Quality of Life Research

, Volume 6, Issue 4, pp 301–309

Development of a direct weighting procedure for quality of life domains


  • John P Browne
    • Department of PsychologyRoyal College of Surgeons in Ireland
  • Ciaran A O'Boyle
    • Department of PsychologyRoyal College of Surgeons in Ireland
  • Hannah M McGee
    • Department of PsychologyRoyal College of Surgeons in Ireland
  • Nicholas J McDonald
    • Trinity College Dublin
  • C. R. B Joyce
    • Department of PsychologyRoyal College of Surgeons in Ireland

DOI: 10.1023/A:1018423124390

Cite this article as:
Browne, J.P., O'Boyle, C.A., McGee, H.M. et al. Qual Life Res (1997) 6: 301. doi:10.1023/A:1018423124390


The Schedule for the Evaluation of Individual Quality of Life allows individuals to nominate the domains they consider most important to their quality of life and to use their own value system when describing the functional status and relative importance of those domains. The weights for domain importance are derived through a procedure called judgement analysis. As judgement analysis is impractical for individuals with cognitive impairment and in many clinical situations, a shorter, direct weighting procedure has been developed. To test the new procedure, 40 healthy individuals completed both direct and judgement analysis weightings, at t1 and 7-10 days later (t2). After a further 7-10 days (t3), they were asked to identify the weight profiles they had previously produced using each method. The weights produced by the two methods differed on average by 7.8 points at t1 and 7.2 points at t2. The direct weights changed on average by 4.5 points from t1 to t2, while the judgement analysis weights changed by 8.4 points. At t3, 55% of individuals were able to identify the direct weights they had previously produced. The new procedure demonstrates stability and validity but is not interchangeable with judgement analysis. The most appropriate ways of using and interpreting both procedures are discussed.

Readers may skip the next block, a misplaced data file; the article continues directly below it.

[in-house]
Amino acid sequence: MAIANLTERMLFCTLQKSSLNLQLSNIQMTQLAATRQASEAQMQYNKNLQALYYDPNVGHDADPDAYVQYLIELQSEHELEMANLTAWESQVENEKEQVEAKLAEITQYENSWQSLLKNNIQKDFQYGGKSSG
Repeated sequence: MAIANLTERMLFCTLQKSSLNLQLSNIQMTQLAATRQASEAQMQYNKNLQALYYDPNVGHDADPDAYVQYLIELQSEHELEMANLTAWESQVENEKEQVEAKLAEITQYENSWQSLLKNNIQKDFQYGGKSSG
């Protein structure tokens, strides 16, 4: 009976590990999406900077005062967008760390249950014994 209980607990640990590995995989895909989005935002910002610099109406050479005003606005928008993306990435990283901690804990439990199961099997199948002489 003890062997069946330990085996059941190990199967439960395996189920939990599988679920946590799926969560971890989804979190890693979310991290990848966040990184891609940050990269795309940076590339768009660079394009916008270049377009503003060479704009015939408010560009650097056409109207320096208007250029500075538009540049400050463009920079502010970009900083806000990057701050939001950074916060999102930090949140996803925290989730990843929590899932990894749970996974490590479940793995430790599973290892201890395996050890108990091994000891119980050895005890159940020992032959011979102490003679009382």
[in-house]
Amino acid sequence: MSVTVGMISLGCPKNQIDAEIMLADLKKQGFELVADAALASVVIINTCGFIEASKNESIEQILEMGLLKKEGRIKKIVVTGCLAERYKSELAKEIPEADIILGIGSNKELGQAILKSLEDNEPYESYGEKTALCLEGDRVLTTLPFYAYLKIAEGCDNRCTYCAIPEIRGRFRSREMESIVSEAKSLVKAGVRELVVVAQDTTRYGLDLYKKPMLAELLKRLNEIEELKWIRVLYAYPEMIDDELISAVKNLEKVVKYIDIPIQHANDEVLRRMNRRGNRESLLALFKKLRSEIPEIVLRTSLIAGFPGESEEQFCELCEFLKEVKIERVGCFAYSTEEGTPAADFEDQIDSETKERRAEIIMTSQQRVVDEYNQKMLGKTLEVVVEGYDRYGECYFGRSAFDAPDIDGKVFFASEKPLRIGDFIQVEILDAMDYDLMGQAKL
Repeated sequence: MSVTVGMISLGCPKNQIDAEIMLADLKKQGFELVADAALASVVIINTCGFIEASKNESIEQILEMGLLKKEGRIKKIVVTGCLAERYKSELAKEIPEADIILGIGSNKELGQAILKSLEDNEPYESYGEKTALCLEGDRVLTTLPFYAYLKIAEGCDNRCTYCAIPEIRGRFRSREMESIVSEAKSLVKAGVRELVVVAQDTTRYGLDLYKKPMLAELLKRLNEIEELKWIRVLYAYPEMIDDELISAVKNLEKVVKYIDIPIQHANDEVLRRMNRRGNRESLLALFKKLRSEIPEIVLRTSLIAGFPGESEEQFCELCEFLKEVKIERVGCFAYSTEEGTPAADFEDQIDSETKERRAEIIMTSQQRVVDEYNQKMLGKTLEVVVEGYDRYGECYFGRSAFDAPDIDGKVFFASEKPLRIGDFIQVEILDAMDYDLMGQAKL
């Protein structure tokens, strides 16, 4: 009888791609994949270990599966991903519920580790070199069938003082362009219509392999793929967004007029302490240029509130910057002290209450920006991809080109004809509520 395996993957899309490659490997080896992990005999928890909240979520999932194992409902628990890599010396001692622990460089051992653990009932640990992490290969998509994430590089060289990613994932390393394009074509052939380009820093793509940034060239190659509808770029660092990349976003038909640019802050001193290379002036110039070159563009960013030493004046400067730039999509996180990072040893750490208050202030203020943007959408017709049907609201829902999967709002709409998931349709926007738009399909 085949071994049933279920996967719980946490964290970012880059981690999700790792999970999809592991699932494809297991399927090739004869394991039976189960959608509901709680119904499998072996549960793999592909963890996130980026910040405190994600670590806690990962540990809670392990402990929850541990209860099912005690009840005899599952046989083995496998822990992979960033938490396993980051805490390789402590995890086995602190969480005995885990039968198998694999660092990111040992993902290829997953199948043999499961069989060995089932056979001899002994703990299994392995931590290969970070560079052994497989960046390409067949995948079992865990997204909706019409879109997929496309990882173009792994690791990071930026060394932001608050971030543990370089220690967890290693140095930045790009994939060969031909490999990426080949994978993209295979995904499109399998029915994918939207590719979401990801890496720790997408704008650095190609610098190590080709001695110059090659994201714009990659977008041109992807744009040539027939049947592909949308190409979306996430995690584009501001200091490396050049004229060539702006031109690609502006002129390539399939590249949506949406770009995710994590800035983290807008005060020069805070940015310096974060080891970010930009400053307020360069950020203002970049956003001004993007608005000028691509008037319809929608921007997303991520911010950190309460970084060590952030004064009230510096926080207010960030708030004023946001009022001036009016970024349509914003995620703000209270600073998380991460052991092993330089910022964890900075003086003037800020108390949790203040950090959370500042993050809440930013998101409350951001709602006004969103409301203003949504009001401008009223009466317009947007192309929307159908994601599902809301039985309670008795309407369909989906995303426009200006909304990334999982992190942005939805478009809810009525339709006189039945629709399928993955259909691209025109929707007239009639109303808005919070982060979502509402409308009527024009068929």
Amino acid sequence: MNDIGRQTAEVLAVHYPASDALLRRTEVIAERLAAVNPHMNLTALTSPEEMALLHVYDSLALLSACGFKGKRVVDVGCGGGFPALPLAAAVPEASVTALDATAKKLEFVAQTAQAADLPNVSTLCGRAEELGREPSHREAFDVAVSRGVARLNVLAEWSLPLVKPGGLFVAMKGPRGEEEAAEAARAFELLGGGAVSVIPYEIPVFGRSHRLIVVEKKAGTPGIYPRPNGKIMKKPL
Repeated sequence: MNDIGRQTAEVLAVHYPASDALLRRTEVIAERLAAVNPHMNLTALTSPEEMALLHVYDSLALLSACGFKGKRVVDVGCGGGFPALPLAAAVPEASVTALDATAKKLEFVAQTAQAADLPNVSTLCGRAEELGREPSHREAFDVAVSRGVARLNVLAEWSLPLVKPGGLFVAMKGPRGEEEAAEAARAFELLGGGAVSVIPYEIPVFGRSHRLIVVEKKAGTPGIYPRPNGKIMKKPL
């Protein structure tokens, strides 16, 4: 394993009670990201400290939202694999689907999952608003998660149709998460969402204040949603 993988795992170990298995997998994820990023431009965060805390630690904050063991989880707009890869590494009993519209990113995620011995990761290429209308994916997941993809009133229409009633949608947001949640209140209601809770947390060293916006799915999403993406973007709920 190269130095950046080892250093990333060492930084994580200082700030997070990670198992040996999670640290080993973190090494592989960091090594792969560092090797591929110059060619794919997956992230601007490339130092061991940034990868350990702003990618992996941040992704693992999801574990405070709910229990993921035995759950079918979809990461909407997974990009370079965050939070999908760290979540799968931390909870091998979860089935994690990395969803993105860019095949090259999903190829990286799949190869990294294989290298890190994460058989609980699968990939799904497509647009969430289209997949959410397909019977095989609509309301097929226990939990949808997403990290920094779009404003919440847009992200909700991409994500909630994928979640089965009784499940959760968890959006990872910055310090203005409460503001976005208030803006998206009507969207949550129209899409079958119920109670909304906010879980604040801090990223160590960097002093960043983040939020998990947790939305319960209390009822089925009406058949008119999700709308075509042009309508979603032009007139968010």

Key words: Quality of lifemeasurementdecision makingindividual preferences.
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© Chapman and Hall 1997